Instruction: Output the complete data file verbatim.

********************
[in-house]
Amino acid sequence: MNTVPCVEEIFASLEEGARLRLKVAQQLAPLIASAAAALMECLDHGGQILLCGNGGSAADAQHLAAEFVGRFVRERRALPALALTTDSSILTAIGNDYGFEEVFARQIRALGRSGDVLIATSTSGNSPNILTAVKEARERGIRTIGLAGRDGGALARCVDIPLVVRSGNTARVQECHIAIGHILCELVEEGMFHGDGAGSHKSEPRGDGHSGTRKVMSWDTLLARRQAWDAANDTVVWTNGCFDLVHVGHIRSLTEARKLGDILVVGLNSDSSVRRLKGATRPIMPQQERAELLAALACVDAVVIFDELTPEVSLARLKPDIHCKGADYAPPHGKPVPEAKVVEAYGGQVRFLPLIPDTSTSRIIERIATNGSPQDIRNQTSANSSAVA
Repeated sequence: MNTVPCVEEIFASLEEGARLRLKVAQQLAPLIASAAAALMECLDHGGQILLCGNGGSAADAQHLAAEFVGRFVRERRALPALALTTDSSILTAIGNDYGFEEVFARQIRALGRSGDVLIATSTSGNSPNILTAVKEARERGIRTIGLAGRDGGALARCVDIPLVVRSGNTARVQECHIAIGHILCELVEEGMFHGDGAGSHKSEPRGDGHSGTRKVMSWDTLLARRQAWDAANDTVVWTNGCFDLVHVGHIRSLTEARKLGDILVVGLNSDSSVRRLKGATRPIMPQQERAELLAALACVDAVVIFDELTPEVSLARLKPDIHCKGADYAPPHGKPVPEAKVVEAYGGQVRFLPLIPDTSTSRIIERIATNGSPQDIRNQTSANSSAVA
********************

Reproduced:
[in-house]
Amino acid sequence: MNTVPCVEEIFASLEEGARLRLKVAQQLAPLIASAAAALMECLDHGGQILLCGNGGSAADAQHLAAEFVGRFVRERRALPALALTTDSSILTAIGNDYGFEEVFARQIRALGRSGDVLIATSTSGNSPNILTAVKEARERGIRTIGLAGRDGGALARCVDIPLVVRSGNTARVQECHIAIGHILCELVEEGMFHGDGAGSHKSEPRGDGHSGTRKVMSWDTLLARRQAWDAANDTVVWTNGCFDLVHVGHIRSLTEARKLGDILVVGLNSDSSVRRLKGATRPIMPQQERAELLAALACVDAVVIFDELTPEVSLARLKPDIHCKGADYAPPHGKPVPEAKVVEAYGGQVRFLPLIPDTSTSRIIERIATNGSPQDIRNQTSANSSAVA
Repeated sequence: MNTVPCVEEIFASLEEGARLRLKVAQQLAPLIASAAAALMECLDHGGQILLCGNGGSAADAQHLAAEFVGRFVRERRALPALALTTDSSILTAIGNDYGFEEVFARQIRALGRSGDVLIATSTSGNSPNILTAVKEARERGIRTIGLAGRDGGALARCVDIPLVVRSGNTARVQECHIAIGHILCELVEEGMFHGDGAGSHKSEPRGDGHSGTRKVMSWDTLLARRQAWDAANDTVVWTNGCFDLVHVGHIRSLTEARKLGDILVVGLNSDSSVRRLKGATRPIMPQQERAELLAALACVDAVVIFDELTPEVSLARLKPDIHCKGADYAPPHGKPVPEAKVVEAYGGQVRFLPLIPDTSTSRIIERIATNGSPQDIRNQTSANSSAVA